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قراءة كتاب Continental Monthly , Vol. 6, No. 1, July, 1864 Devoted to Literature and National Policy.

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‏اللغة: English
Continental Monthly , Vol. 6,  No. 1, July, 1864
Devoted to Literature and National Policy.

Continental Monthly , Vol. 6, No. 1, July, 1864 Devoted to Literature and National Policy.

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دار النشر: Project Gutenberg
الصفحة رقم: 3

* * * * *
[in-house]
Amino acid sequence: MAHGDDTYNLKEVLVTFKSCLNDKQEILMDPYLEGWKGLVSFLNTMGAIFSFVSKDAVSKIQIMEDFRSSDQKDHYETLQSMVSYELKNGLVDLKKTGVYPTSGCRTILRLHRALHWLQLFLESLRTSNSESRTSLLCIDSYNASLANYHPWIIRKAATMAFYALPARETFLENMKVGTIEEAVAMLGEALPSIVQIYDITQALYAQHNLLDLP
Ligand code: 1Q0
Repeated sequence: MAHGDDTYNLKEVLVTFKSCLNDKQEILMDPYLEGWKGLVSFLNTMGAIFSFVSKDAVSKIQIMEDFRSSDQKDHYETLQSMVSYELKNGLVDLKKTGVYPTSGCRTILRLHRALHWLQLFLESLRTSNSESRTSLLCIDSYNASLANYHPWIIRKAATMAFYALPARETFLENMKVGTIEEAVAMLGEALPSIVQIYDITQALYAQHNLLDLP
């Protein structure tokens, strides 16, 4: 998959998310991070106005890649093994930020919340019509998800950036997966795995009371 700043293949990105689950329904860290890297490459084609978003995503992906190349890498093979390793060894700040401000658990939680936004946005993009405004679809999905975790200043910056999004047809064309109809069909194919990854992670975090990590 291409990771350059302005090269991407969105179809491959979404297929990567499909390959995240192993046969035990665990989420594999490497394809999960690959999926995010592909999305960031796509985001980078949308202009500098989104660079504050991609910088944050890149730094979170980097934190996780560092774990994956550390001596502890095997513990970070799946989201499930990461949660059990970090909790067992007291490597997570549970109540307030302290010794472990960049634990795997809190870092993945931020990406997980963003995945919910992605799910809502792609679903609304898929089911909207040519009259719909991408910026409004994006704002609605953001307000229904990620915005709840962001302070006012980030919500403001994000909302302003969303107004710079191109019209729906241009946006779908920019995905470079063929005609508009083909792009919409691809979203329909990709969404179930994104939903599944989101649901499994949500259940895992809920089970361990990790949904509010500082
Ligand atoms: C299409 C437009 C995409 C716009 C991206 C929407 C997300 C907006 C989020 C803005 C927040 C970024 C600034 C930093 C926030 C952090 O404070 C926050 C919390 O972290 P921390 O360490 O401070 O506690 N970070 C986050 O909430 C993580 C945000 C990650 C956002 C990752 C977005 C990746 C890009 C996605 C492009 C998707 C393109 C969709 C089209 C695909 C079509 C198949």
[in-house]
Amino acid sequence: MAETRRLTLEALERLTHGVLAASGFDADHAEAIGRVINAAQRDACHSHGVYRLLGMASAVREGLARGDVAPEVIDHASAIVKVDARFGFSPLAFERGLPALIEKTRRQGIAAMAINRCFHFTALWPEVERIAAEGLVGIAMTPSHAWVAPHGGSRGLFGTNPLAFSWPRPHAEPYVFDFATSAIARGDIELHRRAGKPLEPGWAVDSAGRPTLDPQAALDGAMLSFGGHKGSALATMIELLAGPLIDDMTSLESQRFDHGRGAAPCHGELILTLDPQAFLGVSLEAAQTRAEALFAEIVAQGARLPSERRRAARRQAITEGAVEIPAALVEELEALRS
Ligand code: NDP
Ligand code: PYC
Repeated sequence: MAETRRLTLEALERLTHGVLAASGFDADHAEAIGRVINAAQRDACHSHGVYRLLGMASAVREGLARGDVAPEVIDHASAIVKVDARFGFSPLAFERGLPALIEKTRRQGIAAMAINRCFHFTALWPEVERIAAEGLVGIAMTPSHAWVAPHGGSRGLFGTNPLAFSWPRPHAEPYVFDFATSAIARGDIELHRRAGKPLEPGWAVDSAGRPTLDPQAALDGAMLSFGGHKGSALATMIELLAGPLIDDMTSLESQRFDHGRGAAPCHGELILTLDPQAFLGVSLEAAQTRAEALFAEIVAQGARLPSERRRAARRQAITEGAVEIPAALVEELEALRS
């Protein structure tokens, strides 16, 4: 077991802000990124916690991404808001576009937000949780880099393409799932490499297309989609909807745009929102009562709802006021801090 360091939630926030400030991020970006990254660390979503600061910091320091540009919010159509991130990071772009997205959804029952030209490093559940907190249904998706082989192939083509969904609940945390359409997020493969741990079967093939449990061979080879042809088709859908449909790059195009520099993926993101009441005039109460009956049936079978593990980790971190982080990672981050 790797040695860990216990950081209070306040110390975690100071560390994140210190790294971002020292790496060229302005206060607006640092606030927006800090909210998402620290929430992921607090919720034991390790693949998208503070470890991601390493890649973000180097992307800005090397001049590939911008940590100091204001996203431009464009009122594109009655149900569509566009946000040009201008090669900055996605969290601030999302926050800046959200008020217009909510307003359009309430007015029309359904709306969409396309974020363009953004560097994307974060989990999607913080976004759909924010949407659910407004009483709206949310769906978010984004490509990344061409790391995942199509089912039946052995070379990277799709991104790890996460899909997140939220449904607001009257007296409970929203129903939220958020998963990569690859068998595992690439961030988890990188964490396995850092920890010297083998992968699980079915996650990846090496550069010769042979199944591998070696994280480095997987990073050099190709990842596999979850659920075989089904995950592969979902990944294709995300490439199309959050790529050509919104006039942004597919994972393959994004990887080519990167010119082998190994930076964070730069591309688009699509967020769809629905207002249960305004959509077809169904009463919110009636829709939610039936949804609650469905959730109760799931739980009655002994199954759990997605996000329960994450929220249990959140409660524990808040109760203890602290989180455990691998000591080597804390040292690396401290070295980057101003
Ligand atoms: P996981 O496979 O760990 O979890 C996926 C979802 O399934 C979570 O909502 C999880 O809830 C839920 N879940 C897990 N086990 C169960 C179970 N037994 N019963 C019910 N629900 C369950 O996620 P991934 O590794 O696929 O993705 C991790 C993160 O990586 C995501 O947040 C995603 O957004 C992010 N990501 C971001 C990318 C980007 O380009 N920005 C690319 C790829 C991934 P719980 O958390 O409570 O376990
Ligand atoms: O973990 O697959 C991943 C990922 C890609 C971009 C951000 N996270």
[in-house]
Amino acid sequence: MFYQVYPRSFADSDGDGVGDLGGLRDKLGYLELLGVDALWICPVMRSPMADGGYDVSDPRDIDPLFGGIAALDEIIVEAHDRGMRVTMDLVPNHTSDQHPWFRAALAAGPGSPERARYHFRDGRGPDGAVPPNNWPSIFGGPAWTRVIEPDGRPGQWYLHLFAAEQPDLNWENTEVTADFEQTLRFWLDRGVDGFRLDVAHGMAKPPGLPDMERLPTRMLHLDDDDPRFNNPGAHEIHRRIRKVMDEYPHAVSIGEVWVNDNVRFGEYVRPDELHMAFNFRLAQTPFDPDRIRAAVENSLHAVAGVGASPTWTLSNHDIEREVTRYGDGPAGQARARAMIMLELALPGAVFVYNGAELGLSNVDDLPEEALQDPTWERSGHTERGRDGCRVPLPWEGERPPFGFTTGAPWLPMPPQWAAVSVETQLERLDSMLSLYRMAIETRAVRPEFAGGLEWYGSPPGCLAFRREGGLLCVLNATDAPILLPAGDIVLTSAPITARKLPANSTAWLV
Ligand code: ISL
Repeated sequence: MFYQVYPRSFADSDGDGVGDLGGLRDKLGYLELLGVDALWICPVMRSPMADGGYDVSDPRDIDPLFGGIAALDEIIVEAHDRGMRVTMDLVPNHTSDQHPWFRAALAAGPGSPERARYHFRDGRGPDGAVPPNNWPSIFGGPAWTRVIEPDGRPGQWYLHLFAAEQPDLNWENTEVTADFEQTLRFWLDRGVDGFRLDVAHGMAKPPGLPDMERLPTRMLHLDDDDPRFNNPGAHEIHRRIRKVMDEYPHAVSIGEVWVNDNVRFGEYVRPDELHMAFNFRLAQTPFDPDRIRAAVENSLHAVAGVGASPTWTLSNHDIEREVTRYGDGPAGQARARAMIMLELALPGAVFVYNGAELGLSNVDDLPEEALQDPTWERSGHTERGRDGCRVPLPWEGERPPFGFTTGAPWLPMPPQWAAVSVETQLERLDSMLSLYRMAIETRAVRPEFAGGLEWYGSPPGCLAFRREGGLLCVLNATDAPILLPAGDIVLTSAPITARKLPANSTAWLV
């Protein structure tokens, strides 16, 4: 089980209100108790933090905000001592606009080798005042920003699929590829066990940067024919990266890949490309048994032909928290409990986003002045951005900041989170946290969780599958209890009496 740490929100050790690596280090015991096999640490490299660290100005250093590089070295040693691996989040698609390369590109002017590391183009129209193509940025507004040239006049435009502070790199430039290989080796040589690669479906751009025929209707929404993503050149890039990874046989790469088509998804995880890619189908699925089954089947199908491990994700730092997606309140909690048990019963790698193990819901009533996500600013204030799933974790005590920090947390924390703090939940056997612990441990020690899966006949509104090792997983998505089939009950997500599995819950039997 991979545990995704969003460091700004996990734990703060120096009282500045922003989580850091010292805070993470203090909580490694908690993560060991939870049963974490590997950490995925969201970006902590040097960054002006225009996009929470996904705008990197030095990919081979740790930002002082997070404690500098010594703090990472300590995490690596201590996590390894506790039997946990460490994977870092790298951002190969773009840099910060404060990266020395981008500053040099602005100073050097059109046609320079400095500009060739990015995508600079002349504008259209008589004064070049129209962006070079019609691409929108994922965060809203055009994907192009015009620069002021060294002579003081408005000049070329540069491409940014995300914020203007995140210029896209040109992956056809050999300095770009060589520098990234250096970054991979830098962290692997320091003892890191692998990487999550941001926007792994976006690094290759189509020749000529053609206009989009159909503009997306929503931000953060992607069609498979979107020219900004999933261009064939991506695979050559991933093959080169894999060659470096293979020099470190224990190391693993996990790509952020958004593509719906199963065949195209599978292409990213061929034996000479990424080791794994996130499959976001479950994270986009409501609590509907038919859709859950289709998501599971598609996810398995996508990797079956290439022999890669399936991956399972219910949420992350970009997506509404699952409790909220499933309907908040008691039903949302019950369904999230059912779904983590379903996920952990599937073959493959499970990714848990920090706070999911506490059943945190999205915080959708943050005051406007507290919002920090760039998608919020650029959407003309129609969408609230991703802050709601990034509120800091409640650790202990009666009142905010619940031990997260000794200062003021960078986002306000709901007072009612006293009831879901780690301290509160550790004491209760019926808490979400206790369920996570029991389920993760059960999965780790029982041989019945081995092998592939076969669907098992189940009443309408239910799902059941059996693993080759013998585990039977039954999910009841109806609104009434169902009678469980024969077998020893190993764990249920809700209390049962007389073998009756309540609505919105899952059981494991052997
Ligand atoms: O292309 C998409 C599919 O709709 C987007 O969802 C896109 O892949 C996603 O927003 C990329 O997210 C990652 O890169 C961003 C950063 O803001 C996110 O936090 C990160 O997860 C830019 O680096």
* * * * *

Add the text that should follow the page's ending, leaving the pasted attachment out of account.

to move upon only one road—across White Oak Swamp—which happened fortunately to be wide enough for three wagons to go abreast. There were perhaps twenty-five hundred vehicles, which would make a continuous line of some forty or fifty miles. While the slow and toilsome course of this cumbrous column was proceeding, the troops were obliged to remain in the rear and fight the battles of Savage Station and White Oak Swamp for its protection. A similar situation of trains occurred last fall when General Meade retired from the Rappahannock, but fortunately the country presented several practicable routes. It is on a retreat, particularly, that the difficulty of moving trains is experienced, and thousands of lives and much valuable material have been lost by the neglect of commanding officers to place them sufficiently far in the rear during a battle, so as to permit the troops to fall back when necessary, without interruption.